Ancient rice-strain returns to China's dinner tables
Xinhua, March 17, 2017 Adjust font size:
In the mountainous terrain of east China's Jiangxi Province is the birthplace of rice cultivation, the roots of which have been traced back around 10,000 years.
Jiangxi remains one of the most important rice-growing provinces in China. In 1995, archeologists tested phytoliths -- microscopic pieces of silica found in plants that persist in the soil long after the plant has died and decayed -- found in Wannian County in eastern Jiangxi. From the results of their analysis, they concluded that Wannian County was the first place in the world where rice was cultivated as a crop.
"Wannian rice is remarkably old, a prototype variety if you like," said Wang Bingwan, former head of the county museum who took part in the archaeological research.
At Wannian, about 20 hectares of rice paddy fields have been earmarked for the Globally Important Agricultural Heritage Systems Program (GIAHS) by the United Nations' Food and Agriculture Organization.
Wannian rice contains anti-disease and anti-insect genes and is especially cold resistant, said Wang. In Feudal dynasties, rice from Wannian used to be a tribute to the emperor.
It is a location-specific variety to Heqiao Village in Peimei township, said Wang. "Scientists have tried to grow it elsewhere, but its genetic qualities changed with the environment," he said.
"Wannian itself means 'a thousand years,' but no one thought Wannian could be the home of rice cultivation in China," he added.
Now the 20 hectares of land has been cordoned off by the local government. The government owns the land, and allocates plots to farmers who live in Heqiao and the nearby Longgang village. Starting from 2013, a grain processing company, Jiangxi Wannian Rice Group, has bought the rice from farmers for three times the price of ordinary rice.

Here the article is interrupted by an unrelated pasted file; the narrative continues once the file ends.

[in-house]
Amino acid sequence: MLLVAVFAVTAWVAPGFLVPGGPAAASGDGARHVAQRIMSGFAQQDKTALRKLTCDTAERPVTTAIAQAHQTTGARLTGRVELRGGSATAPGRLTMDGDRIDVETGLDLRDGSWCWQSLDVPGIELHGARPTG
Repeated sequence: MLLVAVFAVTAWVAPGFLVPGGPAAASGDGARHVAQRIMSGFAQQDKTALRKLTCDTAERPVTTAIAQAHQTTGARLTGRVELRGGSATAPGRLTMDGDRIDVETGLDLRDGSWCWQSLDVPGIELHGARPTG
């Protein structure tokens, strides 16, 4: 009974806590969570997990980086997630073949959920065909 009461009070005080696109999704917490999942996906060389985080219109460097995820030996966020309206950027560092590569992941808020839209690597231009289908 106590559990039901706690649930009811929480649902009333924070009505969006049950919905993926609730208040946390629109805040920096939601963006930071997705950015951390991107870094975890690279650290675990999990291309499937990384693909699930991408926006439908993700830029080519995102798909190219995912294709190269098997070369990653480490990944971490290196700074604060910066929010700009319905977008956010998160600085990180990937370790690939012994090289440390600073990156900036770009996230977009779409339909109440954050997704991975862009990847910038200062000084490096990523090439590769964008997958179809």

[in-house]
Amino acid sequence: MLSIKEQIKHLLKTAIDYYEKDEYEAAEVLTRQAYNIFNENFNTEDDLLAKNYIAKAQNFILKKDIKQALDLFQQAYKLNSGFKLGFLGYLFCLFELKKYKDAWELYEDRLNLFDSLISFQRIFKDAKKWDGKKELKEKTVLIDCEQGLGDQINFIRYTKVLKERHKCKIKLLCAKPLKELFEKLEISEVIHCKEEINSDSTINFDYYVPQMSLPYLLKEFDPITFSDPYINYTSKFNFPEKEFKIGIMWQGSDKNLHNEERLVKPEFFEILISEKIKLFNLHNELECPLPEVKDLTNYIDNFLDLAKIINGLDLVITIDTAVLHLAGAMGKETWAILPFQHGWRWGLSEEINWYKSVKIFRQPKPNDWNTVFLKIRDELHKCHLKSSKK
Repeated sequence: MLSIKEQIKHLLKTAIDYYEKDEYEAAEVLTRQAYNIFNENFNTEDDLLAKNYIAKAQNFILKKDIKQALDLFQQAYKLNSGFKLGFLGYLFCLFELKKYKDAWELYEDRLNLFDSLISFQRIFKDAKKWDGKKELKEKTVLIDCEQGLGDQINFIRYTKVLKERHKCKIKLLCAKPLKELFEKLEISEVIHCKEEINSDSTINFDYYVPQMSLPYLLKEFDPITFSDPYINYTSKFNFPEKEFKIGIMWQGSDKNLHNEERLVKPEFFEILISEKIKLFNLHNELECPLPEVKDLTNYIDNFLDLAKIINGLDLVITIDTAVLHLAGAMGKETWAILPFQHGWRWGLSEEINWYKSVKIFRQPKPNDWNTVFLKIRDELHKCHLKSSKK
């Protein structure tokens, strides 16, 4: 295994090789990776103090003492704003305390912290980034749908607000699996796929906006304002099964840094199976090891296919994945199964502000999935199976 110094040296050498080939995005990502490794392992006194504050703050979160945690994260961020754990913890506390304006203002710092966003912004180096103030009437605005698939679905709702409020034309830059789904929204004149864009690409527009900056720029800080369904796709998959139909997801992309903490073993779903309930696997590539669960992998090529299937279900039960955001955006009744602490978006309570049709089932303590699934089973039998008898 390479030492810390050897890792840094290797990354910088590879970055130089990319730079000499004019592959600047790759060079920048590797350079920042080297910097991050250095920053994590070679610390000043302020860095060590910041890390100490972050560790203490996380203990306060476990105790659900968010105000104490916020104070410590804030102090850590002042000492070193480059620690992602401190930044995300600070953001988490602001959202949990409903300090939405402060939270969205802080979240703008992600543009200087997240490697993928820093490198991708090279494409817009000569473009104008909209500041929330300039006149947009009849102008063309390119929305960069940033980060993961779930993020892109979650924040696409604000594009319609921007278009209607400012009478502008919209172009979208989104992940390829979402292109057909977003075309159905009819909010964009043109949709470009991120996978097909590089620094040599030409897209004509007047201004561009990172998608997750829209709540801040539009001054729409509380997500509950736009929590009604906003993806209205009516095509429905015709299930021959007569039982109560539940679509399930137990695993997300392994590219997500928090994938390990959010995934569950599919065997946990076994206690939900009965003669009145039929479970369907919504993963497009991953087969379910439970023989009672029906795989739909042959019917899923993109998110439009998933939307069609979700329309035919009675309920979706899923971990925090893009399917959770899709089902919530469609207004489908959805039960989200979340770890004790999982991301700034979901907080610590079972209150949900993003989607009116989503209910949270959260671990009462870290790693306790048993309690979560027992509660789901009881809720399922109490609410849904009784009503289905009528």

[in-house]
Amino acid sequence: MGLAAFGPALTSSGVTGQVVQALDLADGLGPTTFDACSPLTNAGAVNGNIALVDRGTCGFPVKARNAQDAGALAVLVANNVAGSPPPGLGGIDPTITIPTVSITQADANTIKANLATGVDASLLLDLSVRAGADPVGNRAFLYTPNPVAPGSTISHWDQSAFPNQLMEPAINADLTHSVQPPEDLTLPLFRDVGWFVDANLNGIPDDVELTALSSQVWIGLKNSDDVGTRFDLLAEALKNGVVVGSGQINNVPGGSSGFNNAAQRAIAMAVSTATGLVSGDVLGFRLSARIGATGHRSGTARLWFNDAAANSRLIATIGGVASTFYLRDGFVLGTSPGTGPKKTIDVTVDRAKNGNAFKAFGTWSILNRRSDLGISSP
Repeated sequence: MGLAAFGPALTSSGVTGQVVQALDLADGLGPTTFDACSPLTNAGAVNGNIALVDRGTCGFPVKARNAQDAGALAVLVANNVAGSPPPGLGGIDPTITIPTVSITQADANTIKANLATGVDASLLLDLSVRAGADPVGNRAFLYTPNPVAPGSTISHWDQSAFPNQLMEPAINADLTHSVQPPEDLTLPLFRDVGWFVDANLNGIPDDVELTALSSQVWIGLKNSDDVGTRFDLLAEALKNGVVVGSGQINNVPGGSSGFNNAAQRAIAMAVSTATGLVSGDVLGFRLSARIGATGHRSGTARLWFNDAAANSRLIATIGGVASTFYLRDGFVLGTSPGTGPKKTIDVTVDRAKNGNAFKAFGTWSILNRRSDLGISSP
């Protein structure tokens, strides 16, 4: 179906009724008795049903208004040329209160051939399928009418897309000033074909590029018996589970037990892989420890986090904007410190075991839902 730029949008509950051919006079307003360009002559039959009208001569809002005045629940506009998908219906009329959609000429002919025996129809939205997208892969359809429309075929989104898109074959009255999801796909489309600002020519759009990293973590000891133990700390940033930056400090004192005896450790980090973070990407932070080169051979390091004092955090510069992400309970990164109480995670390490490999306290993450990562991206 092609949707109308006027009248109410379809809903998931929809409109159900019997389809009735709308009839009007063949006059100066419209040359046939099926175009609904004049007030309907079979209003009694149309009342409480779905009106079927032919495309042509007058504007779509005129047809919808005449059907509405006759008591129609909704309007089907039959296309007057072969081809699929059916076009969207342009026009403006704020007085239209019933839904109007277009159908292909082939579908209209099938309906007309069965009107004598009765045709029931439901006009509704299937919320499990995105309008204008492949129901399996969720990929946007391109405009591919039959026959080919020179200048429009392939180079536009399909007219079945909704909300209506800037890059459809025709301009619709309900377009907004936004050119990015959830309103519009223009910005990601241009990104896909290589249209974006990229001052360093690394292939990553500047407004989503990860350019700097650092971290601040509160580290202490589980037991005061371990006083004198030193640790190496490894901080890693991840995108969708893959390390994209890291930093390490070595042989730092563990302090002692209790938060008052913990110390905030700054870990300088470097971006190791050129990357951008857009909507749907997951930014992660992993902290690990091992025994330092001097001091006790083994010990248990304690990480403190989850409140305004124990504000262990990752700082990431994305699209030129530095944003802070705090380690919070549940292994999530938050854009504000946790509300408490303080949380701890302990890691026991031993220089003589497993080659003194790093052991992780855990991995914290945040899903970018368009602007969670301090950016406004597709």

It takes about 175 days, from April to October, for the rice to grow and ripen, said Shi Guozhao, a manager with the group.
"Farmers harvest the rice by hand, no machines are used. Fertilizer and pesticides are banned, so the yields of the land are quite small. The only thing farmers do is to plant the rice and harvest. They do not spend much time in the fields," he said.
"Some of grains are kept for R&D into new rice types, and the rest is sold," he said.
"The most important thing is to keep the genes of the crops intact," he said.
REINVENTING OLD FARMING WAYS
Shao Yanlin, 63, lives in Heqiao and has been a rice farmer since he was young. He owns a piece of land on the flatter plains where it is easier to plant and harvest.
His family also have a piece of land in the mountains, near the protected rice fields. Shao hardly spends any time in the mountains. "It is colder and wetter in the mountains than on the plains. There is also less sunshine. On the plains, we harvest twice a year, but only once on the mountain," he said.
"Our paddy field on the mountains yields only enough rice for our personal use," Shao said.
Shao's conviction began to change last year. A businessman named Luo Huimin rented 66 hectares of rice paddy fields on the hills to develop green farming.
"Chinese people now value quality. They are happy to buy good rice, free of fertilizers, even if it costs substantially more," Luo said.
Luo's rice costs 10 times more than ordinary rice, and he hopes his rice to be organically certified by the end of this year.
"It is now possible to promote environmentally-friendly farming while catering to the needs of the market," said Luo, adding that he plans to explore eco-tourism at Wannian.
"People love to see the old rice-planting tradition. I bet a child would love to get into the paddy field and try their hands at planting rice," he said.
Wannian has 42,000 hectares of crops, five percent of which is green or organic rice fields. "We plan to expand high-quality rice growing in Wannian," said Chen Zhangxin, head of the local agriculture bureau.